‘clients used our service because they struggle to resource the sales efforts adequately internally’.
Each of the above is a large subject. Therefore, I thought I’d flag up a few of my favourite concepts. These can be used effectively during the selling process.
Do you have something they can’t get anywhere else? That’s great. It creates demand. But most customers have something they use now that does a similar or the same job. It might not do it as well as what you offer. However, change can be painful, and it takes time, effort and money. Inertia is easier. It may not be one thing in isolation that illustrates scarcity in your business sales approach. It may be a collection of things or it could be that you offer a one-stop shop to avoid the hassle of multiple suppliers. According to the renowned psychologist, Daniel Kahneman:
‘loss aversion says that the pain of loss is stronger than the joy of gain. Human beings feel loss 2 to 2.5 times more than the pleasure of gaining the same thing’.
Take-away thought: Try to find a way to showcase what you offer to demonstrate what they’d lose by not using your products or services. If you want to sell them a higher priced product or service, explain what they forego if they don’t go for the higher price.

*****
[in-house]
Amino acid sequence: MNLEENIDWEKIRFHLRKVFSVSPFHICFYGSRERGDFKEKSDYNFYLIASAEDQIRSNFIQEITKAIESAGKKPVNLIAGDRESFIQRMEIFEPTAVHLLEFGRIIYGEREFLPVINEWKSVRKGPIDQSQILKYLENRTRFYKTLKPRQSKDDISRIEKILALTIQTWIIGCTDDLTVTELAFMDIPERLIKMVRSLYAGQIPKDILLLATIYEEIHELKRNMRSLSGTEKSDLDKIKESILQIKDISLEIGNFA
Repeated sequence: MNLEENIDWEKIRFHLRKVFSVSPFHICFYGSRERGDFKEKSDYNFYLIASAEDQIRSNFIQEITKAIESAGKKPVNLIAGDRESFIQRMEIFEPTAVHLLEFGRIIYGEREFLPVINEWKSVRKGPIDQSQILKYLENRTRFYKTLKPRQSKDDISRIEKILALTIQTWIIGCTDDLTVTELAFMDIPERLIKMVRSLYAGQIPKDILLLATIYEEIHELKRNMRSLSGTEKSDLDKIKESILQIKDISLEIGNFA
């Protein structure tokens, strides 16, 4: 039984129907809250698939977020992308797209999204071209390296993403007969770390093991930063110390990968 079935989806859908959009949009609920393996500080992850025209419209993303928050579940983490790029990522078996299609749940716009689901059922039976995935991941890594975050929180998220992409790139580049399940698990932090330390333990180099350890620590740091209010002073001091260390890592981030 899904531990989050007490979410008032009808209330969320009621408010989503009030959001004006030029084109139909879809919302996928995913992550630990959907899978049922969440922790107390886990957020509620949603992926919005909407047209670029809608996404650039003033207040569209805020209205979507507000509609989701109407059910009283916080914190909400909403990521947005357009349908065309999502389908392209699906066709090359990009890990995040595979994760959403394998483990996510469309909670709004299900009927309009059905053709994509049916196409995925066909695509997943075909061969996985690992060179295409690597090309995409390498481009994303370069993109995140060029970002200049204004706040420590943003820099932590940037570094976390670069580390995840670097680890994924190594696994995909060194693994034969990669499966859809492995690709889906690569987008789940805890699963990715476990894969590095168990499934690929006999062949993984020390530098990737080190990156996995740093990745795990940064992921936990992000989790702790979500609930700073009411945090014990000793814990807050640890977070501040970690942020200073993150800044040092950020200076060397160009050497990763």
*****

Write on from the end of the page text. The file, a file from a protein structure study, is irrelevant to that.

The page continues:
It doesn’t matter how much time it takes to make a first impression. We all know it’s quick. And, that impression lasts. We make instant judgements. Therefore, if you’re meeting someone face to face or over web conference, you need to dress for success. It isn’t about wearing the most expensive suit. Sometimes a smart jacket, sharp shirt and smart jeans will do the trick in the right circumstances. There are a few key factors here. Be clear though, these components are 100% part of your sales technique and the first element of your closing technique down the line in the negotiation phase. So, pay attention to each aspect and you’ll deliver better results.